The XX factor: Women to watch in 2014
By: Katie Glueck
January 5, 2014 07:02 AM EST
Women are front-and-center in some of the biggest races of 2014, and some of them bring serious star power to their contests.
Both Democratic and Republican party insiders are enthusiastic about several top-flight female recruits. Still, it’s too soon to say if the midterm results will match the banner year women had two years before, when the number of female senators shot to a record 20 and women’s representation in the House also climbed.
In at least one race, the candidate’s gender has crept up in attacks from opponents, while one key contest features two high-profile women. As the midterms approach, here are 10 female politicians to keep an eye on:
Alison Lundergan Grimes (D-Ky.)
The Kentucky secretary of state is challenging Senate Minority Leader Mitch McConnell in what could be the marquee Senate contest of the midterms, and one recent survey put Grimes in a dead heat with the powerful five-term incumbent.
The party establishment has rallied around Grimes, 35, who emerged as a credible candidate in a race that liberal actress Ashley Judd once briefly looked poised to enter.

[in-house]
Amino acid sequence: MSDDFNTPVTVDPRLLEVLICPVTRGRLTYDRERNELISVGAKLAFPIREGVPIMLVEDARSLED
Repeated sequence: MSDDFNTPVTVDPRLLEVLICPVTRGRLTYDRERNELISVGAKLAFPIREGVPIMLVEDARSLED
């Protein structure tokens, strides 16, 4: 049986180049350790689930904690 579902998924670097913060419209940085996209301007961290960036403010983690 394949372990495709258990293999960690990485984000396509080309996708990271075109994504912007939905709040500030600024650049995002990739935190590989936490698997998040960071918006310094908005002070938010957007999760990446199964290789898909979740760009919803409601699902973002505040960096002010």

Grimes, who comes from a prominent Kentucky political family, has proven to be a strong fundraiser, shoring up support from big-ticket donors including movie mogul Jeffrey Katzenberg. But McConnell, who currently faces a primary challenger, is an institution in this deep-red state, and Grimes has so far steered clear of wading too deep into hot-button issues like Obamacare — a luxury she won’t have once the race heats up.
Her gender has not gone unnoticed. National Republican Senatorial Committee Communications Director Brad Dayspring once called Grimes an “empty dress,” and another NRSC staffer was punished for superimposing a picture of Grimes’s head onto a photo of the viral music video star “Obama Girl.” Democrats pounced on both incidents, a preview of how ugly this race could get.
Terri Lynn Land (R-Mich.)
Republicans hope that this former Michigan secretary of state gives the GOP a chance to play offense in typically blue territory.